In the midst of all this mess there’s one subtle ray of light. It’s easy to miss. In verse four, there is the mention of Jonathan’s son, Mephibosheth. This verses is almost a parenthetical statement that comes out of the blue. It doesn’t seem to fit the context, but it sets up something that is going to happen later on in the story and recorded in chapter nine. Mephibosheth was the grandson of Saul, and as such, he would have been a potential heir to the throne of Saul. But he was only five-years old and suffered from a physical disability of some sort. In the middle of all the death, deceit, self-centered promotional efforts, jockeying for position, seeking of rewards and looking out for number one, Mephibosheth’s name appears as a subtle hint that it is the helpless and hopeless, the overlooked and the down-and-out who God protects. Abner could make deals, but he would eventually have to deal with God. Rechab and Baanah could come up with plans to line their pockets and improve their futures, but ultimately, their futures were in God’s hands. Joab could seek to mete out revenge on his own terms, but would learn that vengeance, when not left up to God can end up as anything but a blessing. David could attempt to speed up his ascension to the throne of all Israel, but he would learn the hard way, that trying to accomplish God’s will your own way rarely ends well.

We’re told that Mephibosheth “was crippled in his feet.” Could it be that this little description was meant to provide a not-so-subtle insight into how David, in an attempt to help God out, was actually crippling his own kingship. The helplessness of Mephibosheth provides a dramatic reminder of David’s need for God. This young boy, who lacked the ability to walk on his own, would find himself at the mercy of the king. He would have no other choice than to entrust his life to the sovereign will of his grandfather’s replacement. And David was still learning that his life, his kingdom, and his future rule over the house of Israel were completely at the mercy of God Almighty. Waiting on and resting in Him is always the best course of action.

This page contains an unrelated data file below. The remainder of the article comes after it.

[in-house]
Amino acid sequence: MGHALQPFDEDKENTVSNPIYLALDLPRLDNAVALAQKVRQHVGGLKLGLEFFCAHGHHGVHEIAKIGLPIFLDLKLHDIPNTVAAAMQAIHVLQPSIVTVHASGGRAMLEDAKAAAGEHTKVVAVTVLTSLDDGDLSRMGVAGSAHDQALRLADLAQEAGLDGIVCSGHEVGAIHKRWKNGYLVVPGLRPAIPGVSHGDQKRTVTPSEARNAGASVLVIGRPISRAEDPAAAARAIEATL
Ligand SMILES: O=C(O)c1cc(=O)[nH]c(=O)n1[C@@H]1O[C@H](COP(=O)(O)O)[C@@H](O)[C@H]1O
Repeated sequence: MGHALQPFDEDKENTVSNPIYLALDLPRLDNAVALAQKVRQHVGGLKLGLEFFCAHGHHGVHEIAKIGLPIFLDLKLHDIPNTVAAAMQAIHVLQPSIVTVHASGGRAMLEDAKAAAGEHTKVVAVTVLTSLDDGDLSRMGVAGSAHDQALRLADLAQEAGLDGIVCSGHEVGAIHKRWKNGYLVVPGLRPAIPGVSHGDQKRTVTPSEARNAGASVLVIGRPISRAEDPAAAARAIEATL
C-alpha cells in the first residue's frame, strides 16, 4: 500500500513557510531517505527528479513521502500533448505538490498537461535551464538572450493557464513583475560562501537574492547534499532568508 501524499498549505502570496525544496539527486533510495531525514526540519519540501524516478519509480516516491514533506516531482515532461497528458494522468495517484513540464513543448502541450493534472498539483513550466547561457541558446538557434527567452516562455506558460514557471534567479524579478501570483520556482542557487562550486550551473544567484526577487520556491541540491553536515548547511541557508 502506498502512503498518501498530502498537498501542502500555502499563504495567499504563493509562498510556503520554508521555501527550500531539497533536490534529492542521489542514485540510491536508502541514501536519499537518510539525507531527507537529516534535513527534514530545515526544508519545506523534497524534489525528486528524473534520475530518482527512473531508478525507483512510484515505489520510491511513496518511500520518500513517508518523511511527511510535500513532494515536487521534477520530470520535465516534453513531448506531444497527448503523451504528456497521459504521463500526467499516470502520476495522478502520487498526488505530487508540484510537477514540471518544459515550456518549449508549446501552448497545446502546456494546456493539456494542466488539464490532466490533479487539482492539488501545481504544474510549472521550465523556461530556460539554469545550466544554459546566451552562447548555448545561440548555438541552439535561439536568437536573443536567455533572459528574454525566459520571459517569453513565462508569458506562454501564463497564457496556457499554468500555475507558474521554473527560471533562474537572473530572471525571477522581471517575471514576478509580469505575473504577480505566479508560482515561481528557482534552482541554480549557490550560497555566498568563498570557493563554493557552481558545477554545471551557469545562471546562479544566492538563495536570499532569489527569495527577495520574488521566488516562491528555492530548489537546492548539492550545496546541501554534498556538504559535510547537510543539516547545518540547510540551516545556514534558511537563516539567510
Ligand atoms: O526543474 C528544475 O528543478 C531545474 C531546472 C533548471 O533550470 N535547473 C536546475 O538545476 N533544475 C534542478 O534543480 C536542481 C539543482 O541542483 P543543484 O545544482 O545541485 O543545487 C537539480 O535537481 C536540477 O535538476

English Standard Version (ESV)
The Holy Bible, English Standard Version. ESV® Permanent Text Edition® (2016). Copyright © 2001 by Crossway Bibles, a publishing ministry of Good News Publishers.

New Living Translation (NLT)
Holy Bible, New Living Translation, copyright © 1996, 2004, 2015 by Tyndale House Foundation. Used by permission of Tyndale House Publishers Inc., Carol Stream, Illinois 60188. All rights reserved.

The Message (MSG)Copyright © 1993, 1994, 1995, 1996, 2000, 2001, 2002 by Eugene H. Peterson

When Helping God Out Hurts.

Then David said to Joab and to all the people who were with him, “Tear your clothes and put on sackcloth and mourn before Abner.” And King David followed the bier. They buried Abner at Hebron. And the king lifted up his voice and wept at the grave of Abner, and all the people wept. And the king lamented for Abner, saying,

“Should Abner die as a fool dies?
Your hands were not bound;
    your feet were not fettered;
as one falls before the wicked
    you have fallen.”